Thanks for the response JTT but some of us conservative in the realm might disagree
I fail to see why disagreement from conservatives would mean anything to how language works, D. Conservatives don't write the rules for language.
Forgive me JTT but aren’t you setting yourself above
Not at all. I'm simply describing reality. Language doesn't work according to the erroneous opinions of a group of people who are simply repeating other people's erroneous opinions.
Setting myself above: The eventual result of vulgarization will be that all words will have so lost specific meaning any sentence whatever can be interpreted to mean anything at all.
That's simply false, D. Look at any dictionary. Many words have multiple meanings. Look at 'get' - it has numerous meanings and no native speaker ever gets confused. Just one example - 'get outta here' can mean, "physically leave my presence" and "that's unbelievable"/no way!/...
'yeah, right' has two separate and opposite meanings. Language is full of these and we never get confused by them.
The language is thus deteriorating horribly
That's been a common complaint for centuries from those who mistakenly think that they are doing something to save language by repeating others old canards.
Language is self perpetuating and self correcting. The only ones who make the rules for language are the speakers of a language. Since it must be used to describe an infinity of things and events, certain new items will sound strange but the vast majority of these complaints are old complaints, recycled by unthinking prescriptivists.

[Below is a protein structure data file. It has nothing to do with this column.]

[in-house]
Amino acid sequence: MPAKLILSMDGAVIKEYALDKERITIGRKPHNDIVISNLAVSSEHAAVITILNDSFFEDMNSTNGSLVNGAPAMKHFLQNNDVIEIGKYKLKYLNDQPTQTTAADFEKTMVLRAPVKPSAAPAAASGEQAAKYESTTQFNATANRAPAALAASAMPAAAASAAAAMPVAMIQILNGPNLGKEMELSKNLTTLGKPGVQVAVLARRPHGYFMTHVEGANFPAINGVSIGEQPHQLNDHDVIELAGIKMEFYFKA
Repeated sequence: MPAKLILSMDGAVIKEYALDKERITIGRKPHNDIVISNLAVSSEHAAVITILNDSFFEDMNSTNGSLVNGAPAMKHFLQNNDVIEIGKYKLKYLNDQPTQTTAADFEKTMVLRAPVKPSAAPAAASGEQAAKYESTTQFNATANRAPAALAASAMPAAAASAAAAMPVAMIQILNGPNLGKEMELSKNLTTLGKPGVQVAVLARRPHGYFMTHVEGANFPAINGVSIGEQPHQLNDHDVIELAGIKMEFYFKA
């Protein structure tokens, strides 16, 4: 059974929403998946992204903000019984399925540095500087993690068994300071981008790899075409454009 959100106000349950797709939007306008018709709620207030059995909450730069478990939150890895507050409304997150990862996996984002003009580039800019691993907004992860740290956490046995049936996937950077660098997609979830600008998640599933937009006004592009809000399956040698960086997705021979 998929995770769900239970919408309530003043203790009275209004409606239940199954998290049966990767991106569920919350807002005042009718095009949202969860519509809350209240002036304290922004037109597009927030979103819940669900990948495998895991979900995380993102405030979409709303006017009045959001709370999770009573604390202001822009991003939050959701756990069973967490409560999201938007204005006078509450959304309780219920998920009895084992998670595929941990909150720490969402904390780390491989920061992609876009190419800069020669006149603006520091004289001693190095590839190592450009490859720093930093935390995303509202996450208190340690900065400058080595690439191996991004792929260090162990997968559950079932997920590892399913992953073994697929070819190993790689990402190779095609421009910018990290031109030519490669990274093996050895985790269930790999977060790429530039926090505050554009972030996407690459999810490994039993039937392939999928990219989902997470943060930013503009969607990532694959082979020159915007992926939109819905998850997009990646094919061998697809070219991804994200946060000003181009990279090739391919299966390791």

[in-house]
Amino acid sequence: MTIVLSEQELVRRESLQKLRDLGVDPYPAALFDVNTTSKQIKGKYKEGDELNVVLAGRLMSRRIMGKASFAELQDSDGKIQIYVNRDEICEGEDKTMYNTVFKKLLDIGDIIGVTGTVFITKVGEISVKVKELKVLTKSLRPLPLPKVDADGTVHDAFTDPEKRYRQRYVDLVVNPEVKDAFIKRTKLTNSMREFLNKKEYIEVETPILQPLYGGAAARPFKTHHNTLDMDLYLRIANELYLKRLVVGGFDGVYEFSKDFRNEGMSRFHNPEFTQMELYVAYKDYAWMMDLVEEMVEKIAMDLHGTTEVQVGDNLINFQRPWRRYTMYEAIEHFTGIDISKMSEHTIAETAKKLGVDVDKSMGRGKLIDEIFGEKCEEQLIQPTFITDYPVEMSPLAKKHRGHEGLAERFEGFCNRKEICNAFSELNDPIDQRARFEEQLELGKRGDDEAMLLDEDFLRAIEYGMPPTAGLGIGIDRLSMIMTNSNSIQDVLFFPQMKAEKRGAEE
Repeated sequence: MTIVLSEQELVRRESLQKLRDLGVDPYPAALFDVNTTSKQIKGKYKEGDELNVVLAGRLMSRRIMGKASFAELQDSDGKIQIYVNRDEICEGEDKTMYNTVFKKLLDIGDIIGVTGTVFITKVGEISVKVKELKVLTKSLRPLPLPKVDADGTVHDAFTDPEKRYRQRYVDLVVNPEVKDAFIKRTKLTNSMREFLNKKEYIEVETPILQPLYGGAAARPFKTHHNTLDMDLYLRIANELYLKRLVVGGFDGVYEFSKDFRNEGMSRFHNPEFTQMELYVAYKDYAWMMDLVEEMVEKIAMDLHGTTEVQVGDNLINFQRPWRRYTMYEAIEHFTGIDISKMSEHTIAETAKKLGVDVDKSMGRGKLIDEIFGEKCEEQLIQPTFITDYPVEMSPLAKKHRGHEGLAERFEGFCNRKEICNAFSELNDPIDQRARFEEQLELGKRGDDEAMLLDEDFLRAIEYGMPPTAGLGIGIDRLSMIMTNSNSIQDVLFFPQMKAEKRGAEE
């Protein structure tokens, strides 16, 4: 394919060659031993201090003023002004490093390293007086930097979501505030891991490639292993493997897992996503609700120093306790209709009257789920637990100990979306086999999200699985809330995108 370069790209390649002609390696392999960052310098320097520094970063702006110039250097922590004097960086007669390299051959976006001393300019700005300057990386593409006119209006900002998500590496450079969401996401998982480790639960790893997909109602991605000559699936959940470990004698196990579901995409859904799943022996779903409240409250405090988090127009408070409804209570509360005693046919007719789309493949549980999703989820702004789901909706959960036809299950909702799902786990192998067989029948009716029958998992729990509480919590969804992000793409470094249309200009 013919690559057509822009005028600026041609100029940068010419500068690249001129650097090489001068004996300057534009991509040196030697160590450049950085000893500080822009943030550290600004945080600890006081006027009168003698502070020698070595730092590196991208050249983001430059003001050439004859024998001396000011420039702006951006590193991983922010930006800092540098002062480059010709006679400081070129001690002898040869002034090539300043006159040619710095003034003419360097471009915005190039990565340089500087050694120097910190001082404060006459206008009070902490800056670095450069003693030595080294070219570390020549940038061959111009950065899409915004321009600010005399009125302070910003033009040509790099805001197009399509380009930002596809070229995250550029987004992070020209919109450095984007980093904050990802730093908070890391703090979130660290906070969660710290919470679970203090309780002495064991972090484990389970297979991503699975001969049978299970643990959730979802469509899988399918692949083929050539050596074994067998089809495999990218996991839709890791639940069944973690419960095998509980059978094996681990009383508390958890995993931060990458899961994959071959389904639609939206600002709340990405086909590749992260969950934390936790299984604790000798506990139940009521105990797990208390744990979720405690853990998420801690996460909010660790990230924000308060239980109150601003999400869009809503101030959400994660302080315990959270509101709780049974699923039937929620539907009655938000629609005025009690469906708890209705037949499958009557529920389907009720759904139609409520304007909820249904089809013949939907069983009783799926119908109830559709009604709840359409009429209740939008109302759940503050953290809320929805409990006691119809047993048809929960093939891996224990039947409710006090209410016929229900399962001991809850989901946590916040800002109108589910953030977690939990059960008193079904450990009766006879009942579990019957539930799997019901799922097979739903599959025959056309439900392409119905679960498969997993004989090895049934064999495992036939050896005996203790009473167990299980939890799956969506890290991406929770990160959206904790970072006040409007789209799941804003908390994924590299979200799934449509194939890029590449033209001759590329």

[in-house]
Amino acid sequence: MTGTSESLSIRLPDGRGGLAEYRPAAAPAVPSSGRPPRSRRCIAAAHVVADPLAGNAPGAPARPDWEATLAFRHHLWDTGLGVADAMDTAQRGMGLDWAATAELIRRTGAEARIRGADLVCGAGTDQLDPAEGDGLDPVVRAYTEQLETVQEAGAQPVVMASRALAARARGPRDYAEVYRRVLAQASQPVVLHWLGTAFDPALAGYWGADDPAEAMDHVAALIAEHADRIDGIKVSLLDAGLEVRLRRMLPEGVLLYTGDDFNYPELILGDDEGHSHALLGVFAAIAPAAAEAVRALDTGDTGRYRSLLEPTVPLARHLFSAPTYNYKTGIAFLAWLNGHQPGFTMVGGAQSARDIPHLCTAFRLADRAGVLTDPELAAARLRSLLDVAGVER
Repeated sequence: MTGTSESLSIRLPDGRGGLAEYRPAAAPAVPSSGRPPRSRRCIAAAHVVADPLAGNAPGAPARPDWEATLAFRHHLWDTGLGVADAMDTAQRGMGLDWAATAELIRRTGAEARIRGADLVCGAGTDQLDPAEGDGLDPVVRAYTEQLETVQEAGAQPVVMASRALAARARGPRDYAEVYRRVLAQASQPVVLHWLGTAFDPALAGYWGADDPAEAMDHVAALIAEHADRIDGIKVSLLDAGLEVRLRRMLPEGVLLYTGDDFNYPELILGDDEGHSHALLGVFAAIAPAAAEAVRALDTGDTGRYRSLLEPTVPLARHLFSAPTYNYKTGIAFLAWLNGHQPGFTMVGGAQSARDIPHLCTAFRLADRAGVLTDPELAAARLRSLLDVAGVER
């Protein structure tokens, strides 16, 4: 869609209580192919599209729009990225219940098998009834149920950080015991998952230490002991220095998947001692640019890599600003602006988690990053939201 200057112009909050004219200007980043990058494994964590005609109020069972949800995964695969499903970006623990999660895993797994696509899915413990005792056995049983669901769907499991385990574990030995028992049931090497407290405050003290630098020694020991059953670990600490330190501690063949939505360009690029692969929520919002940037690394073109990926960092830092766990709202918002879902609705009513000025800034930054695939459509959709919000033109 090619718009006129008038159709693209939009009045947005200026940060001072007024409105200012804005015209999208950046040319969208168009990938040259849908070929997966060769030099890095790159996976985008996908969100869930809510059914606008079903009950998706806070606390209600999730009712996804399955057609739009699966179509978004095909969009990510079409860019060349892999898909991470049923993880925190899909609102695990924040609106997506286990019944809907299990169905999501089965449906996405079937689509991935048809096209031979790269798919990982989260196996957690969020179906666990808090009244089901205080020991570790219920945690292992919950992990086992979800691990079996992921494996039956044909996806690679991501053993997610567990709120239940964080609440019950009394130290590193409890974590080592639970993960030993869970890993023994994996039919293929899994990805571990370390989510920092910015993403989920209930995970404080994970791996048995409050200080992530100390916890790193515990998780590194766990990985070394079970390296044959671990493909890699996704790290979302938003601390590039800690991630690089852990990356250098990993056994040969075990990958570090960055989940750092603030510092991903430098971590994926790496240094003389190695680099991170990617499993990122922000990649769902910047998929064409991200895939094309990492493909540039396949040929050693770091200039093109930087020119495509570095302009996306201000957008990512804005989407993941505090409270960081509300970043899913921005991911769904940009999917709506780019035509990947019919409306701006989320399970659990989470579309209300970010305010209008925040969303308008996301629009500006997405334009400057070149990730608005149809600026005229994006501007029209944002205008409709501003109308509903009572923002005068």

You might find this article instructive. Here's a short excerpt from it.
But while it is understandable that speakers of a language with a literary tradition would tend to be pessimistic about its course, there is no more hard evidence for a general linguistic degeneration than there is reason to believe that Aaron and Rose are inferior to Ruth and Gehrig.
Most of my fellow linguists, in fact, would say that it is absurd even to talk about a language changing for the better or the worse. When you have the historical picture before you, and can see how Indo-European gradually slipped into Germanic, Germanic into Anglo-Saxon, and Anglo-Saxon into the English of Chaucer, then Shakespeare, and then Henry James, the process of linguistic change seems as ineluctable and impersonal as continental drift. From this Olympian point of view, not even the Norman invasion had much of an effect on the structure of the language, and all the tirades of all the grammarians since the Renaissance sound like the prattlings of landscape gardeners who hope by frantic efforts to keep Alaska from bumping into Asia.